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Tomorrow, I will give a presentation at my local library about rocks, fossils, and rock collections. Since I know several people can’t make it to the program, I thought I would share some photos of fossils in my collection to help others identify them. My husband and I started our own collection eight years ago when I took a geology class in college. Hiking around while looking for interesting rocks and fossils became one of our favorite things to do as a free date. Now, our almost 4-year-old has also his own collection of rocks and fossils. Here are some fun ones to look for:

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Crinoid or sea lily stems. This aquatic animal looks a bit like an anemone on a stalk. The stems (pictured above) are easy to find. The tops are much more rare. I found the one on the right while hiking with my husband and his parents in Illinois.

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Brachiopods, shells with two halves, are even more common than crinoid stems. I have found them in several places over the years. The specimens in this photo I found with my family in Madison, Ind. We found several more specimens along the Ohio River and a road cut along the highway.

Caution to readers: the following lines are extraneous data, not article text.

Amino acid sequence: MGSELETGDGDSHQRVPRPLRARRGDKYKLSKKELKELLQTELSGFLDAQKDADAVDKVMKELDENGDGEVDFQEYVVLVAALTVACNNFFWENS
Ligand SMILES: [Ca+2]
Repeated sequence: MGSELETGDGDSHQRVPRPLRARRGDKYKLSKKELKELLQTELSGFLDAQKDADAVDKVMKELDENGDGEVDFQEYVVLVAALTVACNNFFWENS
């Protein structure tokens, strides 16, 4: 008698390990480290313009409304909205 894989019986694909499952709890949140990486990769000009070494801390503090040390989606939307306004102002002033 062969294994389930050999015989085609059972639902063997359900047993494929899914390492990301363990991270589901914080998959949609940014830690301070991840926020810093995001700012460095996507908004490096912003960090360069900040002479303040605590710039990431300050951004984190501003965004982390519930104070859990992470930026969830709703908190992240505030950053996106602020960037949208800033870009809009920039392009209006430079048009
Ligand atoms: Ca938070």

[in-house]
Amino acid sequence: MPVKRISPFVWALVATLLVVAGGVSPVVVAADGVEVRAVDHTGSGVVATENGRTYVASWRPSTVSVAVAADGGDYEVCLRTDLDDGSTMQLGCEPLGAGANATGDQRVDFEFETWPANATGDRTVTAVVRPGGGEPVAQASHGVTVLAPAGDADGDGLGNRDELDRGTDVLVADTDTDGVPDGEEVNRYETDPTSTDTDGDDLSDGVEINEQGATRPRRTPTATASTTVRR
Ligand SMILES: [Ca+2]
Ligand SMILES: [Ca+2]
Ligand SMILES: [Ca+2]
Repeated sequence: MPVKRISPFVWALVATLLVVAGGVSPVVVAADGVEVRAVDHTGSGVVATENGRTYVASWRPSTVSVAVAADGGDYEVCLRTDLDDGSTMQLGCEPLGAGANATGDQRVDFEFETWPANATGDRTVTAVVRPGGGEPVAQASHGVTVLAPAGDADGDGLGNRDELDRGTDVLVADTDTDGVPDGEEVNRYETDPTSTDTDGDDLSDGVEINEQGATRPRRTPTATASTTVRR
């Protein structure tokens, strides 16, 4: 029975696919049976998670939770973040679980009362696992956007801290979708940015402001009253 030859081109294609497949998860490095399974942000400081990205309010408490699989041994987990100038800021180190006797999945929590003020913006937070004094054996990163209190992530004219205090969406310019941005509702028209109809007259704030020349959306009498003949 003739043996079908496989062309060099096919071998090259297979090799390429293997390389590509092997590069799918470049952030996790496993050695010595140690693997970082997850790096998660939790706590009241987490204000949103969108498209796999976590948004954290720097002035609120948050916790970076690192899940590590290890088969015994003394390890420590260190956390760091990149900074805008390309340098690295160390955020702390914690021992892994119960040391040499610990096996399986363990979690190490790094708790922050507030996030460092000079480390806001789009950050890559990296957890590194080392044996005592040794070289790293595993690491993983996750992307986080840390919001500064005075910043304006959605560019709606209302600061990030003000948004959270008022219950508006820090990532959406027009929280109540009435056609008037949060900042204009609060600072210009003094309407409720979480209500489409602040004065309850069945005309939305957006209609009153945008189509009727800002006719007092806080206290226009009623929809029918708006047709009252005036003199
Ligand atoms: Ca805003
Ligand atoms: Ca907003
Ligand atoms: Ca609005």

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Horn coral has a cone-like shape. These samples came from the same road cut near Madison, Ind. This type of coral is the easiest to find.

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Branching coral is the type of coral which usually comes to mind when people think about coral. I didn’t have any specimens of coral until our trip to Southeast Indiana last year.

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Colonial coral forms with what looks like a repeating pattern. The piece in the right corner is one of my favorite fossils. It looks like the pattern on Petoskey stones, which are common in Michigan.

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Sponges can look a lot like colonial coral, but they usually have a taller shape. I think I found all of these specimens in my uncle-in-law’s driveway.

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Trilobites were bottom feeders in ancient seas. They were arthropods, which means they were invertebrates with exoskeletons and are related to other crustaceans. These are by far my favorite type of fossil. The two samples in the middle I borrowed from a friend to take photos for my presentation. The other two I purchased from an antique store and a rock shop in western Indiana. I really want to find some trilobite fossils on my own someday.

I hope these photos encourage you to go out and find your own fossils. While looking for fossils, please be aware of who owns the property where you are looking. In Indiana, it is illegal to dig for fossils on public land. Many state parks across the country have rules against taking fossils out of the park. Happy hunting!

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